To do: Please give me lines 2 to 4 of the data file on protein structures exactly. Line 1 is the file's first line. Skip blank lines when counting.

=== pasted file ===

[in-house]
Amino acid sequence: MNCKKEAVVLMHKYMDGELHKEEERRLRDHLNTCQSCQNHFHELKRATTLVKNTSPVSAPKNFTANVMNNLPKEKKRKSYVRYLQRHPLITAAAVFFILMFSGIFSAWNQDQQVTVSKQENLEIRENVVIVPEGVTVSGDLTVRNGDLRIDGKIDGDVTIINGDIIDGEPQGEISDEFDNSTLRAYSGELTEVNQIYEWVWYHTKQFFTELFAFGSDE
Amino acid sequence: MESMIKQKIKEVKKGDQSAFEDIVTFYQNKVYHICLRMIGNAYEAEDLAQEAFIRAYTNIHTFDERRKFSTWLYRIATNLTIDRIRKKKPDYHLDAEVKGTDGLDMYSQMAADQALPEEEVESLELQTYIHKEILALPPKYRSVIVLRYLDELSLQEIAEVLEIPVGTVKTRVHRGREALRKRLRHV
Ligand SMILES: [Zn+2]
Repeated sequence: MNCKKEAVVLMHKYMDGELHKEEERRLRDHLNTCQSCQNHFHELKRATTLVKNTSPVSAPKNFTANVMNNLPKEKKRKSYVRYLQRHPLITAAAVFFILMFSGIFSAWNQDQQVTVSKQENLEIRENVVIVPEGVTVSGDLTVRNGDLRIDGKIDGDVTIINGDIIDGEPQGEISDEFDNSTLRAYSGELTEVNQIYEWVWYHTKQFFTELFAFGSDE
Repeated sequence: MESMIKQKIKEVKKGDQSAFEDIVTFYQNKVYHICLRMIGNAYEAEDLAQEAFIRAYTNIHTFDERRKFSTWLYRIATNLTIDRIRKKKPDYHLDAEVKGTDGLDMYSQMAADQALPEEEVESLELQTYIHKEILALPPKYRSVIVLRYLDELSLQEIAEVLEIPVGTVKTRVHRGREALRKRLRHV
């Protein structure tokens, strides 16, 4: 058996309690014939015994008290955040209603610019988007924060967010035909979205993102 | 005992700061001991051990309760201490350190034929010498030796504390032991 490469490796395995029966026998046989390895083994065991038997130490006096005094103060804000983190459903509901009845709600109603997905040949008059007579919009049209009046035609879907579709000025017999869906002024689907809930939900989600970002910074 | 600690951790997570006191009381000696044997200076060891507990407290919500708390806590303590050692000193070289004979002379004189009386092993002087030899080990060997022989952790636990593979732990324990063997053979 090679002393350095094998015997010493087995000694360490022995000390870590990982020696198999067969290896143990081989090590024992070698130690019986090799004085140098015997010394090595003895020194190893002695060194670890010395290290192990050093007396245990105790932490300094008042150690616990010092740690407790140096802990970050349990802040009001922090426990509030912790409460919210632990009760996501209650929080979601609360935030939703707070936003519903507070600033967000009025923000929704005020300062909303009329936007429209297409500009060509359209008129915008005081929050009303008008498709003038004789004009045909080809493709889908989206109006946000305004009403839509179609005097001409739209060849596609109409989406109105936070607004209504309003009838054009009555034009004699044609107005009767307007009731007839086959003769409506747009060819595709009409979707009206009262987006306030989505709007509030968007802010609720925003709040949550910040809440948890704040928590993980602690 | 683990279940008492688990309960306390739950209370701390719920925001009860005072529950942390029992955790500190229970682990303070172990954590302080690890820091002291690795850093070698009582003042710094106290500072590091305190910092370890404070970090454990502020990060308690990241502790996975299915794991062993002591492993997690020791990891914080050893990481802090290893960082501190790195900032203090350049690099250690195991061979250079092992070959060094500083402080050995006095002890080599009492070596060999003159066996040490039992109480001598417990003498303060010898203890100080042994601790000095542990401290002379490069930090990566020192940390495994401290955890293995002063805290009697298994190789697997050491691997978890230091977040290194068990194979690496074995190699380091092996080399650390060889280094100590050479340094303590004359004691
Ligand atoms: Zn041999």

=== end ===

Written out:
Amino acid sequence: MNCKKEAVVLMHKYMDGELHKEEERRLRDHLNTCQSCQNHFHELKRATTLVKNTSPVSAPKNFTANVMNNLPKEKKRKSYVRYLQRHPLITAAAVFFILMFSGIFSAWNQDQQVTVSKQENLEIRENVVIVPEGVTVSGDLTVRNGDLRIDGKIDGDVTIINGDIIDGEPQGEISDEFDNSTLRAYSGELTEVNQIYEWVWYHTKQFFTELFAFGSDE
Amino acid sequence: MESMIKQKIKEVKKGDQSAFEDIVTFYQNKVYHICLRMIGNAYEAEDLAQEAFIRAYTNIHTFDERRKFSTWLYRIATNLTIDRIRKKKPDYHLDAEVKGTDGLDMYSQMAADQALPEEEVESLELQTYIHKEILALPPKYRSVIVLRYLDELSLQEIAEVLEIPVGTVKTRVHRGREALRKRLRHV
Ligand SMILES: [Zn+2]